Second, Greenwald attributes bad motives to Obama Administration decisions that could just as easily be explained by tactical disagreements. The reality of the situation is that while there have been some significant disappointments with President Obama, the alternative of the tea party Republicans is far worse. With those Republicans in control of the House and aiming for the Presidency and the Senate in 2012, a critical goal for progressivism is making sure that Republicans do not get full control. And there are two competing strategies for achieving that goal. One is to give no ground and offer a bold agenda that won’t be passed in the next two years but that will help draw clear distinctions for voters in 2012. The other is to give a little on some core issues both to ensure that Republicans do not cause even further damage now and to help the public realize that the Democrats are the reasonable ones who are serious about governing. Both approaches have their advantages and disadvantages and while I tend to lean toward the former approach, I readily acknowledge the legitimacy of the latter approach (within limits) as a valid progressive strategy. It is a shame that Greenwald does not also.
Third, and most importantly, Greenwald ignores the role that the progressive base has to play in building political support for progressive policies. One of the biggest problems with the purist progressive critique of President Obama is that it treats him as if he can single-handedly change the political dynamic in this country. The President can and should certainly play a role in doing so, but such change also requires the active and organized effort of all of us progressives to take the progressive message to the voters and build a ground swell of support for our positions. Having progressives focus large majorities of their efforts on criticizing our President for accepting compromises that are short of what we want does little to build such political support. Instead, we progressives who would like to see the President go further should focus our energies on building the political support needed for the President to do so. Winning Progressive attempts to play a role in building such support by highlighting positive things about progressive policies and victories, and by encouraging our readers to share a positive progressive vision with their friends, neighbors, colleagues, and elected officials. Unfortunately, purist critics of President Obama, such as Greenwald, appear to focus almost all of their efforts on tearing our President down, rather than on building up our political brand.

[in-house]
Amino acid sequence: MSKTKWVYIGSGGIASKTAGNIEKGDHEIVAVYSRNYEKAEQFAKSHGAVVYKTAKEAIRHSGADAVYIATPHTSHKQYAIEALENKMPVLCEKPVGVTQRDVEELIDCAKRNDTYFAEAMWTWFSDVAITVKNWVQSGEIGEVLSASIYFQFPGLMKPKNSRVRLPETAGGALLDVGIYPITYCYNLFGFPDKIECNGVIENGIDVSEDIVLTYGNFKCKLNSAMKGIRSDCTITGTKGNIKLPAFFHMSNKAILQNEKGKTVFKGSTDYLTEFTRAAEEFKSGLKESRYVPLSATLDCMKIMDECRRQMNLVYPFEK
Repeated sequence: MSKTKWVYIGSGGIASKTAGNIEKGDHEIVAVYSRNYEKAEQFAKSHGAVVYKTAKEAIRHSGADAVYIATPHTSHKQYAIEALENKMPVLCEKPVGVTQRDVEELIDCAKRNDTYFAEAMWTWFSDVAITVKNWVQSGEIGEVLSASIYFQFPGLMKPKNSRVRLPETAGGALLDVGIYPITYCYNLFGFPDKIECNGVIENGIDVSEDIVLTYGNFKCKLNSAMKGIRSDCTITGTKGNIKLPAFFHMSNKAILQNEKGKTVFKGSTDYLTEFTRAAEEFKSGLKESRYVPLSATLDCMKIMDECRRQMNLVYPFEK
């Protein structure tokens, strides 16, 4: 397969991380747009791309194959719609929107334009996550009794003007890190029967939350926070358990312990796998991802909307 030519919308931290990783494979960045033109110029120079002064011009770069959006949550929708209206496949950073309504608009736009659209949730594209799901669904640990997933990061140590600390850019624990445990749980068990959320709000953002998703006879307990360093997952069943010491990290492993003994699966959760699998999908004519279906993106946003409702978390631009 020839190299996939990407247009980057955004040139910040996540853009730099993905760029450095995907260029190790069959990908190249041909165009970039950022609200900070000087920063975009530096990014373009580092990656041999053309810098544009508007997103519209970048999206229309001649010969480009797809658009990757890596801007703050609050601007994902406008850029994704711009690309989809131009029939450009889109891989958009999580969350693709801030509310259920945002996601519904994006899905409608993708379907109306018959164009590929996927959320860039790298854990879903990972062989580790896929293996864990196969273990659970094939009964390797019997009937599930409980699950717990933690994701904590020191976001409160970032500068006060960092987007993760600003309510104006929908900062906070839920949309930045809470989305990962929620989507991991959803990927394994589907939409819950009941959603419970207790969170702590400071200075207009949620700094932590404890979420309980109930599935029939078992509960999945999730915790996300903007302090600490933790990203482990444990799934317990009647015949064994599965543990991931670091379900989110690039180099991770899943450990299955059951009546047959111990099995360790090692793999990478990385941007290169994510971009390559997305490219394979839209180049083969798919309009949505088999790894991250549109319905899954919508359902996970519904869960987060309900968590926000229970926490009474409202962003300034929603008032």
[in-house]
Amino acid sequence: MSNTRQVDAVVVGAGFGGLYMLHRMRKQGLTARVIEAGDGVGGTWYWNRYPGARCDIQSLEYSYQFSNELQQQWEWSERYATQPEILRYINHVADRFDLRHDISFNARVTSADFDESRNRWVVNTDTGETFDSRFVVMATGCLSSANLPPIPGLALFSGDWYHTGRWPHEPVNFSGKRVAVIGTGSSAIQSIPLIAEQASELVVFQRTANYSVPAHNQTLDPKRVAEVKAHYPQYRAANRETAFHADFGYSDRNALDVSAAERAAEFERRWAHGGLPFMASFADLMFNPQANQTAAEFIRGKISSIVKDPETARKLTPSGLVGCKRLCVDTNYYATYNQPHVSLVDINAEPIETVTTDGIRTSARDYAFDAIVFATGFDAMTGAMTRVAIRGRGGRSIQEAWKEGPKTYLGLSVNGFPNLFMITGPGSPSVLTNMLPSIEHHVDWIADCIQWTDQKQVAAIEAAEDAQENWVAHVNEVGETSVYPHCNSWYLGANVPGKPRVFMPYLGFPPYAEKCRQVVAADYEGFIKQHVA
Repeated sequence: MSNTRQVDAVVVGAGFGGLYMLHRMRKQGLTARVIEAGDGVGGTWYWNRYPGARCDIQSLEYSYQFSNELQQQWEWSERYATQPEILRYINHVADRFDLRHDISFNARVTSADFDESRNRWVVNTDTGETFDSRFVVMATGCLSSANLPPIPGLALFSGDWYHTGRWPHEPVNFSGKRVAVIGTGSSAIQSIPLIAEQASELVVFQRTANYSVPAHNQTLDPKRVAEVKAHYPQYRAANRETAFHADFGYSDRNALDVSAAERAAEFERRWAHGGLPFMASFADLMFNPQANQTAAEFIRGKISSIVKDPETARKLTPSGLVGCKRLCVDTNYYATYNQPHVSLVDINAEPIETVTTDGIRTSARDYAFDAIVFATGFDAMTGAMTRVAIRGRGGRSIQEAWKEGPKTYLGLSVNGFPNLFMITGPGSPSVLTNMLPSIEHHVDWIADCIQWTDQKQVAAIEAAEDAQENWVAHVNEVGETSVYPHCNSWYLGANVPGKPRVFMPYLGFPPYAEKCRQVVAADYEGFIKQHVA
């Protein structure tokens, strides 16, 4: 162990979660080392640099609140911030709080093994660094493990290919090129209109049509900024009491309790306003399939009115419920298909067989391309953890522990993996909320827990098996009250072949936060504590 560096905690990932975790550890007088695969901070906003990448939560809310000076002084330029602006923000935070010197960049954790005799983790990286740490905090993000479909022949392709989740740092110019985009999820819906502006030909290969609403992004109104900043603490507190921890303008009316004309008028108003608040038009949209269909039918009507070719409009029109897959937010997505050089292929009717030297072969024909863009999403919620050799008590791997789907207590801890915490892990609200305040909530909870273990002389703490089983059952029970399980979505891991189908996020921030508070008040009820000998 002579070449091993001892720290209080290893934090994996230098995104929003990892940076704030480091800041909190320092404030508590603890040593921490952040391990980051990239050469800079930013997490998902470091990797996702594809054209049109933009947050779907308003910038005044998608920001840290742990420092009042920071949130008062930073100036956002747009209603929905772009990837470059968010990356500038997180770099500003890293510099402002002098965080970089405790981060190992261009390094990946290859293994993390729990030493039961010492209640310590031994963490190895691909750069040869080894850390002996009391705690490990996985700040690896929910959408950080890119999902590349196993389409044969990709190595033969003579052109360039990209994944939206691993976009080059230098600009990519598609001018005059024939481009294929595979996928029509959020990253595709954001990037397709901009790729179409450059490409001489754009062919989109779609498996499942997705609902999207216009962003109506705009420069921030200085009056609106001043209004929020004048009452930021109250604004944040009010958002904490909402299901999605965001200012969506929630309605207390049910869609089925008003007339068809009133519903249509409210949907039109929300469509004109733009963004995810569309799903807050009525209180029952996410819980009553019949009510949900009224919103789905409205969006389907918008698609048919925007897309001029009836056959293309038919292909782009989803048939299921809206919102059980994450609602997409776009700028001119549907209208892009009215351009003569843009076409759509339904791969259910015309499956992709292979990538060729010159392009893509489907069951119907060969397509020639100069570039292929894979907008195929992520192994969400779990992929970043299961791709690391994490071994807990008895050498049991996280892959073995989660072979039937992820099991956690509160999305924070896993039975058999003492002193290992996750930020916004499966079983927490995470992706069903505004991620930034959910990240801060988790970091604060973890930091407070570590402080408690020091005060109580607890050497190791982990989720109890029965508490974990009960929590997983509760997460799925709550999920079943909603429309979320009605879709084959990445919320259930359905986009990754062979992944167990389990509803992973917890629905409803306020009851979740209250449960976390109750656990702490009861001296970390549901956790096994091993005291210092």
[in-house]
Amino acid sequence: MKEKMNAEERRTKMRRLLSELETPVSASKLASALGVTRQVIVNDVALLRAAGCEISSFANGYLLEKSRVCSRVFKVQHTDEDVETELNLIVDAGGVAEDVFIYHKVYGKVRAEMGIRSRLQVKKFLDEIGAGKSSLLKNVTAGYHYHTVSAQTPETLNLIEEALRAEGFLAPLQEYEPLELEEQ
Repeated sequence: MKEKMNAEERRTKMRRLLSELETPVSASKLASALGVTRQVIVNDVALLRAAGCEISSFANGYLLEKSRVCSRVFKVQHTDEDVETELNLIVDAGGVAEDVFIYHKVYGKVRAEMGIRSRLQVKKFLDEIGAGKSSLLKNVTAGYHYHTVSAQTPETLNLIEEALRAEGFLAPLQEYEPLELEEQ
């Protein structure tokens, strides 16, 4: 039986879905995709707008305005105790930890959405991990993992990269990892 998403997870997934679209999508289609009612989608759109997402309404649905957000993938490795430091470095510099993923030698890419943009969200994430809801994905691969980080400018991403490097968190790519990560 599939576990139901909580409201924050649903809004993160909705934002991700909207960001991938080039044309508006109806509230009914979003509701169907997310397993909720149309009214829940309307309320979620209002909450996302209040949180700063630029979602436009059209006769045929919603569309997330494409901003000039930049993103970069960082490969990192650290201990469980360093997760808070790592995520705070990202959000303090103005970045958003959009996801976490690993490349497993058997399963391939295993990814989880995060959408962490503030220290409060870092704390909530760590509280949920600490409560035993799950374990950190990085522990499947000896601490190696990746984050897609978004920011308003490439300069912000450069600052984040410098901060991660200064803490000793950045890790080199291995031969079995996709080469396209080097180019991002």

None of this is to say that we should not criticize President Obama and push him to do more. But the danger of the Greenwald approach is that by focusing so much on disappointments from Obama, we threaten to reduce turnout among Democratic partisans and to leave average voters with the perception that the person they most associate with progressive politics has no base of support. The result of such impacts is to throw elections to Republicans, just as occurred in November 2010. What purist progressives like Greenwald seem to miss is that criticism should be done constructively, that progressives need to do their jobs of building political support for progressive policies, and that we also need to praise the President when he does the right thing. The Winning Progressive blog is all about getting progressives involved in taking those steps. It would be great if Greenwald and his followers would join us in this critical endeavor.